|Born||May 23, 1940|
|Died||December 3, 2010(aged 70)|
|Alma mater||University of Chicago|
|Doctoral advisor||Alberto Calderón|
Early life and education
Sadosky began college at age 15 in the School of Science of the University of Buenos Aires. In 1960 she earned her degree of Licenciada (comparable to a master's degree in the US nomenclature.) She received an offer of a research assistantship to work on her doctorate in mathematics at the University of Chicago. She earned her doctorate in 1965.
After receiving her doctorate she returned to Argentina. She became an assistant professor of Mathematics at the University of Buenos Aires. She resigned in 1966, along with 400 other faculty members, in protest over a police assault on the School of science. She taught for one semester at Uruguay National University and then became an assistant professor at Johns Hopkins. She returned to Argentina in 1968 but was unable to obtain an academic position there, and worked as a technical translator and editor.
In 1974 she again fled Argentina; she relocated to Caracas and joined the faculty of the Central University of Venezuela. At this time she wrote a graduate text on mathematics that was published in the United States in 1979. She spent the academic year of 1978–1979 at the Institute for Advanced Study in Princeton, New Jersey. In 1980 she became an associate professor at Howard University and was promoted to full professor in 1985.
She was appointed a visiting professorship for women (VPW) in science and technology from the National Science Foundation (NSF) for 1983–1984 and spent it at the Institute for Advanced Study. She received a second VPW in 1995 which she spent as visiting professor at the University of California at Berkeley. She received a Career Advancement Award from the NSF in 1987–1988 which allowed her to spend the year as a member of the classical analysis program at Mathematical Sciences Research Institute (MRSI), where she later returned as a research professor.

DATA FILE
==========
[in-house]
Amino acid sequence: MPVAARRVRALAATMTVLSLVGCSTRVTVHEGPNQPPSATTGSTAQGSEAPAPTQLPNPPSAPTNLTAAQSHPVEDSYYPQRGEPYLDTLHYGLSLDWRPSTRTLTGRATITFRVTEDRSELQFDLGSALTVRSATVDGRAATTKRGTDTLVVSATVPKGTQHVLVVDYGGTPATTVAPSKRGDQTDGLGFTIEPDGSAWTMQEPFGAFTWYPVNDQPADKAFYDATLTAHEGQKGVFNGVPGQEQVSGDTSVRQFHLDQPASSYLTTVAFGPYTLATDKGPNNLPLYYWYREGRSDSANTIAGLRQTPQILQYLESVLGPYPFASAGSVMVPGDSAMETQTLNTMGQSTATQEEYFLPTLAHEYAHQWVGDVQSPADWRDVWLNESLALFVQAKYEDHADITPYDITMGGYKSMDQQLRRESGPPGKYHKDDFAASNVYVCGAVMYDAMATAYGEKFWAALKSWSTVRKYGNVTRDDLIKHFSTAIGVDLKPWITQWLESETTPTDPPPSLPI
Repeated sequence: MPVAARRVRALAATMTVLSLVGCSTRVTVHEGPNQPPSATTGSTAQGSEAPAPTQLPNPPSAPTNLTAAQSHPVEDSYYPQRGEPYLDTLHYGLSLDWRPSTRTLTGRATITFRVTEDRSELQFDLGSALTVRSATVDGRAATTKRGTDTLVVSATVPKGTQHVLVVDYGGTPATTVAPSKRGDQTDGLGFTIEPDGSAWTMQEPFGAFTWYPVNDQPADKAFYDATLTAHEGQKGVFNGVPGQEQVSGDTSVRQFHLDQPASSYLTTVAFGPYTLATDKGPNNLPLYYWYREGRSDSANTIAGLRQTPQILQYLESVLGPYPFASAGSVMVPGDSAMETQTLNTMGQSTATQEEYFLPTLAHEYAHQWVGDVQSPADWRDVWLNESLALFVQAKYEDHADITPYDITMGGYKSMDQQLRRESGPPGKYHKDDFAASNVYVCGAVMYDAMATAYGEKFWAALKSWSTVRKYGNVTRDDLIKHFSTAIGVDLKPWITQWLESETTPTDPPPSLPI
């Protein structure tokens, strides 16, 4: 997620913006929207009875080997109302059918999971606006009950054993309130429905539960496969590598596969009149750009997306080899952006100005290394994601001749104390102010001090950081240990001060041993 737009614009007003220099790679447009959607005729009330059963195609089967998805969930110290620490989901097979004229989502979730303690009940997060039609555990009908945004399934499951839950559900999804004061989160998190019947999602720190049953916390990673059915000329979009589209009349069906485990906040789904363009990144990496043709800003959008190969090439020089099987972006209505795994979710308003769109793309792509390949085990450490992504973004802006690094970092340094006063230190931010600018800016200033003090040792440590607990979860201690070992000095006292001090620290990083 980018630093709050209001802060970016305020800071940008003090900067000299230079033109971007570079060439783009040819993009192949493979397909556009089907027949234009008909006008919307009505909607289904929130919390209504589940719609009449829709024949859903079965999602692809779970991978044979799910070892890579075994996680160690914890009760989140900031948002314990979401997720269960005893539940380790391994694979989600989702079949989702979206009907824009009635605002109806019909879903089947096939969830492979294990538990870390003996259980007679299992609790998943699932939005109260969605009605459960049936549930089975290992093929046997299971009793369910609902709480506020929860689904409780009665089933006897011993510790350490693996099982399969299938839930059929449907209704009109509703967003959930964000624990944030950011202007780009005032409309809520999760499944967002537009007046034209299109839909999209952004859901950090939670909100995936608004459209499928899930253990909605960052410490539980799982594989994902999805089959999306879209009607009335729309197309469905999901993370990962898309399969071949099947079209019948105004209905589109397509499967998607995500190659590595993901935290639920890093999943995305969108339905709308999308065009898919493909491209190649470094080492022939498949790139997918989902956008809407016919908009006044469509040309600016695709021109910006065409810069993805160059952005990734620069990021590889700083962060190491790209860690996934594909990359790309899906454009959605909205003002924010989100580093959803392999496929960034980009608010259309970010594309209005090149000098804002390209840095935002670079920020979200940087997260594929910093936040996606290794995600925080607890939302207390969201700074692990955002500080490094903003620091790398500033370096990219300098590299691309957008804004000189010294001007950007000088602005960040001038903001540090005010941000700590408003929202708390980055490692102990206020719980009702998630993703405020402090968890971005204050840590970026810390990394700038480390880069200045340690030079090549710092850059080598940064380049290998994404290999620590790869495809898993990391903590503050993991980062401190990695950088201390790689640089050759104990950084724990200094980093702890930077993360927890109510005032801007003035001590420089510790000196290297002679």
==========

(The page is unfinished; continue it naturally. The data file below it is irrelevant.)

She was elected president of the Association for Women in Mathematics for 1993–1995.
Her research was in the field of analysis.
- "An Afternoon in Honor of Cora Sadosky". Math.umass.edu. Retrieved 2014-06-27.
- Estela A. Gavosto, Andrea R. Nahmod, María Cristina Pereyra, Gustavo Ponce, Rodolfo H. Torres, Wilfredo Urbina, "Remembering Cora Sadosky", http://www.math.umass.edu/~nahmod/Remembering_CoraSadosky-AWM.pdf.
- Charlene Morrow and Teri Peri (eds), Notable Women in Mathematics, Greenwood Press, 1998, pp. 204–209.
- Larry Riddle, "Cora Sadosky", Biographies of Women Mathematicians, http://www.agnesscott.edu/lriddle/women/corasadosky.htm.